Compliance, or accommodating the regulatory demands of a hyperactive government, has become a major preoccupation for every business. Some complain that compliance has in fact become their business, leaving business as a part-time activity. This narrow sense of the word is quite recent and American in origin: the Americans had a word for it, and an officer in charge of it, and a department to carry it out while we continued to wonder whether it was still legal to advertise for a Girl Friday. But 'compliance' itself is an old word and concept. It came from the French complir, to fill or complete, although it sounds like it has more to do with 'pliant', meaning easily persuaded. In the 17th century, when 'compliance' arrived, it had two meanings: on the one hand, an agreement or friendly relationship; on the other, yielding, submission and a willingness to conform. You may be able to guess which version died out – and which lives on to brighten our business lives.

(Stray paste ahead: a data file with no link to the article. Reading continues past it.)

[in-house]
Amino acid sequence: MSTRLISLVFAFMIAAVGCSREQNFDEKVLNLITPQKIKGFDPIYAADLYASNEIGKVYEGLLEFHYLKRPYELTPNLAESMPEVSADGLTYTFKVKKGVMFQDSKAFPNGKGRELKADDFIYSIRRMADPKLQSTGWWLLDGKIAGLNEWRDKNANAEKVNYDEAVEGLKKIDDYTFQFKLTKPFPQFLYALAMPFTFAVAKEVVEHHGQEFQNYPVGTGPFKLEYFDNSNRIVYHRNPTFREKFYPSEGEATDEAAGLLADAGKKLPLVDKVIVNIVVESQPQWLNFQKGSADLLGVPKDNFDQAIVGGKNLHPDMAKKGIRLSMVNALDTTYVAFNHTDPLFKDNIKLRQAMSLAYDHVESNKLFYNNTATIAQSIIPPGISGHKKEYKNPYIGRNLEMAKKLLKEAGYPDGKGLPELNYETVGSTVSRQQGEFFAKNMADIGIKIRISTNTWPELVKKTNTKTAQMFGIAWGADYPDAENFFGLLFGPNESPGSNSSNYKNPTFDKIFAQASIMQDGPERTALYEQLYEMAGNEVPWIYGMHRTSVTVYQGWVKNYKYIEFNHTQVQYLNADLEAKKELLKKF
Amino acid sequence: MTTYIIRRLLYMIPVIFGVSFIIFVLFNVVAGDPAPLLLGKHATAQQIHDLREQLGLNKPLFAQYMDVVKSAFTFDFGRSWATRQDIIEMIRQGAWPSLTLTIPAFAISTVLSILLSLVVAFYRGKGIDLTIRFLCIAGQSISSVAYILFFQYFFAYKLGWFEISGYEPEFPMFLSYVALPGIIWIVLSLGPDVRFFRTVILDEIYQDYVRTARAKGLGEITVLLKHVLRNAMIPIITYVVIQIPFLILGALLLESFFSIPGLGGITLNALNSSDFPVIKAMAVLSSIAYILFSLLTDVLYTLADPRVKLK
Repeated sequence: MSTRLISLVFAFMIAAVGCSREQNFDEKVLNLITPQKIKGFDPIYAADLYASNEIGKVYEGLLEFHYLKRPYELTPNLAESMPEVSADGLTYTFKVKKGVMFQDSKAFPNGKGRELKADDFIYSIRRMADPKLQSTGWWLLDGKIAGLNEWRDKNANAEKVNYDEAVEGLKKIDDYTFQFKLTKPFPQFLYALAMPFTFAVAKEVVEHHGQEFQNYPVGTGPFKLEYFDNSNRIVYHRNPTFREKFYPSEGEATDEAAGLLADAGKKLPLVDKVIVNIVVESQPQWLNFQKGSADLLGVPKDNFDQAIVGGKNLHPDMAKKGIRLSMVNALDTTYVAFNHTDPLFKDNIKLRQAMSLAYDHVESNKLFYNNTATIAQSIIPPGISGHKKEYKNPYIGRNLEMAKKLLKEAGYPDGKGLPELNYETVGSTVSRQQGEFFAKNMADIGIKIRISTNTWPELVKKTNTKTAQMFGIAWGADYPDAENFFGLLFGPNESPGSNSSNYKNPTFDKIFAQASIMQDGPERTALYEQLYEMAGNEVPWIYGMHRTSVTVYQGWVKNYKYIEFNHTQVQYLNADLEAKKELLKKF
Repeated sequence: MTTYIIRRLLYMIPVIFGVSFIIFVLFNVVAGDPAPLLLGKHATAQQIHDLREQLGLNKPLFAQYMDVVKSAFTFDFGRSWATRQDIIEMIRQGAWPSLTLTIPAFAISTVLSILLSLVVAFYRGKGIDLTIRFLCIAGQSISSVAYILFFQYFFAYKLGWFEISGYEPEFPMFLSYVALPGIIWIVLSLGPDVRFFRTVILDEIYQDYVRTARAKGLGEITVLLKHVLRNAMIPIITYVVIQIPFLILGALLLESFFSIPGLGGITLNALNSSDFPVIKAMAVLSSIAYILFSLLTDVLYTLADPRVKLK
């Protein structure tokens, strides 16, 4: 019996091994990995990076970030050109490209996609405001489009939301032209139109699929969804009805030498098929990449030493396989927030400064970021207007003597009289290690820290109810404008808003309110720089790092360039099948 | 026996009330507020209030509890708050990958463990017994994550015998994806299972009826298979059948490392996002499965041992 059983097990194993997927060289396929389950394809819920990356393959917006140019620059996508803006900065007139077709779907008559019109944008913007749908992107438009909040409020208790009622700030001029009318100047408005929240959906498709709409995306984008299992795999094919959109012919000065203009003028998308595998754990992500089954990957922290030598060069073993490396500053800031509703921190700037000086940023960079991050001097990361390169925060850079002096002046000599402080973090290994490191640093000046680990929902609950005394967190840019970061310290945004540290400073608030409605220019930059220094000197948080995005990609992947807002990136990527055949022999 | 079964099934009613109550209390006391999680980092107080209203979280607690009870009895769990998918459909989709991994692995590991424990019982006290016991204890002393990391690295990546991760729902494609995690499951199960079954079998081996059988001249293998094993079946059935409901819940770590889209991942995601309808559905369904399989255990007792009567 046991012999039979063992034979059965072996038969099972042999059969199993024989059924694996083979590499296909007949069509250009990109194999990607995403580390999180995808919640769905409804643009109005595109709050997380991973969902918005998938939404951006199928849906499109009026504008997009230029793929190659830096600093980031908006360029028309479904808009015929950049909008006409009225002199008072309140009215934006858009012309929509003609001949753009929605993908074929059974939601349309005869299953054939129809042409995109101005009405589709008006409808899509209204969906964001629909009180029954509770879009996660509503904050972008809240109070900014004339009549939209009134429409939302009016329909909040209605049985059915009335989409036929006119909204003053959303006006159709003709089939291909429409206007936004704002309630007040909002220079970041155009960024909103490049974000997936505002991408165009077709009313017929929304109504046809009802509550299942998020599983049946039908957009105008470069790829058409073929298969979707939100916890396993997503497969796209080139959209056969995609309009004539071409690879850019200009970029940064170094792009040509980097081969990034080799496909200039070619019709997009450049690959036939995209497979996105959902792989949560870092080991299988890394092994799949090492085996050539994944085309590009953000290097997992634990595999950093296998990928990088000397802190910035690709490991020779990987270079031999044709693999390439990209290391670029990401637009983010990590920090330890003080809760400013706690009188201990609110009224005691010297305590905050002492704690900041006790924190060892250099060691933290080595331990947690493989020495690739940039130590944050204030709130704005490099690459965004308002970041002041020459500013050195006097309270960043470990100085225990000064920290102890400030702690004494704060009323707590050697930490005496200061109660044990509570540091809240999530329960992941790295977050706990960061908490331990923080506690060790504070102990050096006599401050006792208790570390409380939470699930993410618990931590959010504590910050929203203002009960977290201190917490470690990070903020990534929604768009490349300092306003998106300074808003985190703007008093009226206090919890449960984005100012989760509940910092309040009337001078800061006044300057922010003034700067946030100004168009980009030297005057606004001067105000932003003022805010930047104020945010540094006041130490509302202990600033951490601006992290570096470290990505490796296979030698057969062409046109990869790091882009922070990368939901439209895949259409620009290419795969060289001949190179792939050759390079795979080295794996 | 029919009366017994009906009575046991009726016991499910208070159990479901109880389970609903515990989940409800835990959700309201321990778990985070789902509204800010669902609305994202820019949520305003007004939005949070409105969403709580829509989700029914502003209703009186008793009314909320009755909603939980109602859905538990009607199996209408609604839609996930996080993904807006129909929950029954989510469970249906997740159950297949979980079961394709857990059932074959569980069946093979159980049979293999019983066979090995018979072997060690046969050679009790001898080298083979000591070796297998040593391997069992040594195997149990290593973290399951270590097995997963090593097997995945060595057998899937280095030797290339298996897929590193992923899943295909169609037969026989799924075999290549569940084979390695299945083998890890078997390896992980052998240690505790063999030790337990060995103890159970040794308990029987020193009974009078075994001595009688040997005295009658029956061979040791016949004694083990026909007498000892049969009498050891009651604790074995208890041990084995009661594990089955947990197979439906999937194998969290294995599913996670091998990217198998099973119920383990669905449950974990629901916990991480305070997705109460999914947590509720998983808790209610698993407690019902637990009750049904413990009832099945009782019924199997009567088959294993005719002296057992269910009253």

INNOVATION BITES: This firm is growing food in supermarket aisles.
Why the EU has a bee in its bonnet about Google tying its mobile OS to its apps.
Sallie Krawcheck was dubbed the most powerful woman on Wall Street. Now she's redefining investing for women.
A new dark age, cruel and dangerous social media and Sean Spicer feature in this month's reading list.
Pragmatism and continual innovation has enabled the Lancashire manufacturer to take its work wear global.
Boards are supposed to prevent anything that could cause harm to a company, but some still fail.